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Design & Style

How to Knit: Complete Beginner’s Guide to Knitting

Written by MasterClass

Last updated: Jul 22, 2020 • 10 min read

Knitting is an easy hobby to take up as it’s easy to do while watching a show or listening to an audiobook, and it’s a great way to start making your own clothes and other fabric items. Before you start knitting, you’ll need to learn some of the basics.

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What Is Knitting?

Knitting is a method for interlocking yarn together with long needles to create a textile or fabric. Knitting can be done using a sewing machine, but many people enjoy knitting by hand as a relaxing, productive hobby. Common items to knit include scarves, hats, sweaters, blankets, and socks.

What Tools Do You Need to Knit?

To start a knitting project, you only need four things:

  1. Knitting needles: Knitting needles are long and thin, usually sharpened to a point on one end, with a ball on the opposite end to keep your stitches from slipping off. These needles come in many different sizes, from US size 0 to US size 50. For beginner knitters, a medium-size needle like a 6, 7, or 8 will be easiest to handle. Once you begin more complex knitting projects, you may find that smaller or larger needle sizes will suit your needs (or even double-pointed needles, for knitting in the round).
  2. Yarn: With all the different weights, textures, and colors, choosing the right yarn for your project can feel a little overwhelming. Beginners should look for a worsted-weight yarn—a medium-thickness yarn that will make it easy to see your individual stitches. When in doubt, check the label: every skein or ball of yarn will have recommendations on its packaging for the types of needles to use and how to work with it.
  3. Scissors: To finish off your project, you’ll need a pair of scissors to cut your project from the rest of your yarn.
  4. Project plan: Your first few knitting attempts should be spent doing practice stitches, but choosing a specific project can help get you excited about learning more. Pick something you want to knit: Beginners should choose something flat and rectangular, like a potholder, a dishcloth, a scarf, or a baby blanket and find a knitting pattern for it. Following this pattern while you knit will help you avoid knitting too few or too many stitches every row, and keep you on track.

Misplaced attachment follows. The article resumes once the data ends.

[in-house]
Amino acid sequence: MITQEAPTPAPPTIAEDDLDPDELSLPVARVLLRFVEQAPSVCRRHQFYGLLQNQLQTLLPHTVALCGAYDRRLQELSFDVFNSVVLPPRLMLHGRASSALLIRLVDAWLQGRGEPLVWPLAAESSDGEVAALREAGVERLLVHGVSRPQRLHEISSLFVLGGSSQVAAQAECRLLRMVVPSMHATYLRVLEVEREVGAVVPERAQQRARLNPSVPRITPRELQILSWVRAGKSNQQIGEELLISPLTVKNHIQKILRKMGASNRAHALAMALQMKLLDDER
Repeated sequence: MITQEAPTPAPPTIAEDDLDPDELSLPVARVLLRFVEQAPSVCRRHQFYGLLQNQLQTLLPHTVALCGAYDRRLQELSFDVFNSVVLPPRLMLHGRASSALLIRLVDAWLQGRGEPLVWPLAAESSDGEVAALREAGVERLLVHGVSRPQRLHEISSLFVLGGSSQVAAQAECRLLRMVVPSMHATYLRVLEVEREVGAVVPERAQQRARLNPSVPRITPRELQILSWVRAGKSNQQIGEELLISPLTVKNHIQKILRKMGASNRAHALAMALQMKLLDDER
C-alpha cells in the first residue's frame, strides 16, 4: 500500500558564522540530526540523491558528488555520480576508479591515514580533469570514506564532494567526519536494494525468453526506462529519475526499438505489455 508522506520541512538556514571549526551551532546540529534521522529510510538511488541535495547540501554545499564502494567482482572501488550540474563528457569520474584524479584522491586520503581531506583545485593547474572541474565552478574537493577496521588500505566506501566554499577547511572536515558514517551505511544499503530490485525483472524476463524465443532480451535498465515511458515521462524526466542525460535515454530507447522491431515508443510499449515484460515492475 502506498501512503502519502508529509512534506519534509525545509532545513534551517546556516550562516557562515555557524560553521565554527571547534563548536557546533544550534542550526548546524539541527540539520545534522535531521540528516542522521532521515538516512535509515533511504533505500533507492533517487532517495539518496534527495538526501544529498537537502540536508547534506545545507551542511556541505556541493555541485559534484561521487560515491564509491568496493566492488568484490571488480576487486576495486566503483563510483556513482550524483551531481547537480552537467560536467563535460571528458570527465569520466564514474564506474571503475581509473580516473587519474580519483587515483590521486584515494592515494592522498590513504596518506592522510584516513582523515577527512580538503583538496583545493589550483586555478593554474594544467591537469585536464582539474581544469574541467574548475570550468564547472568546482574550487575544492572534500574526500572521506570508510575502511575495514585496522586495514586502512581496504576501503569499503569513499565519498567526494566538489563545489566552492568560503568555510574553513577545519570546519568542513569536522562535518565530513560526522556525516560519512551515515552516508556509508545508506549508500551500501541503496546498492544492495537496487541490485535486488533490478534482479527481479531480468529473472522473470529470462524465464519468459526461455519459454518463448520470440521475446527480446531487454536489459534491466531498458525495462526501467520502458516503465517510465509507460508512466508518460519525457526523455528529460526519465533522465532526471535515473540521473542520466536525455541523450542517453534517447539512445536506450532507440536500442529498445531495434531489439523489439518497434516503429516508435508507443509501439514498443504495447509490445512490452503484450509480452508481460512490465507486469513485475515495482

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8 Key Knitting Terms

Before starting your first knitting project, you’ll need to learn some common knitting terms:

  1. Casting on: “Casting on” refers to the first row of stitches that you’ll make in your project: the first loops on your needles. When you begin a section of your project, you’ll cast on a number of loops, beginning with a slip knot, to anchor your project. You’ll continue knitting additional loops onto the needle until you have a neat row of stitches that will serve as the foundation for your entire project.
  2. Casting off: Casting off, also known as “binding off,” refers to when you’re ready to take your stitches off your needle—if you simply slid them off, your project would unravel. Instead, you’ll create a neat edge with new stitches and coax each loop off of your needle one by one.
  3. Knit stitch: Knit stitch is the most basic stitch, and along with its companion, purl stitch, makes up the foundation of all knitting. To do a knit stitch, you’ll slide your right needle through a loop on your left needle from the back, bringing the yarn through that loop from the back of your project to the front.
  4. Purl stitch: Purl stitch is the companion stitch to knit stitch, and together they form the foundation of all knitting. To purl stitch, slide your left needle through a loop on your right needle from the front, bringing the yarn through that loop, from the front of your project to the back.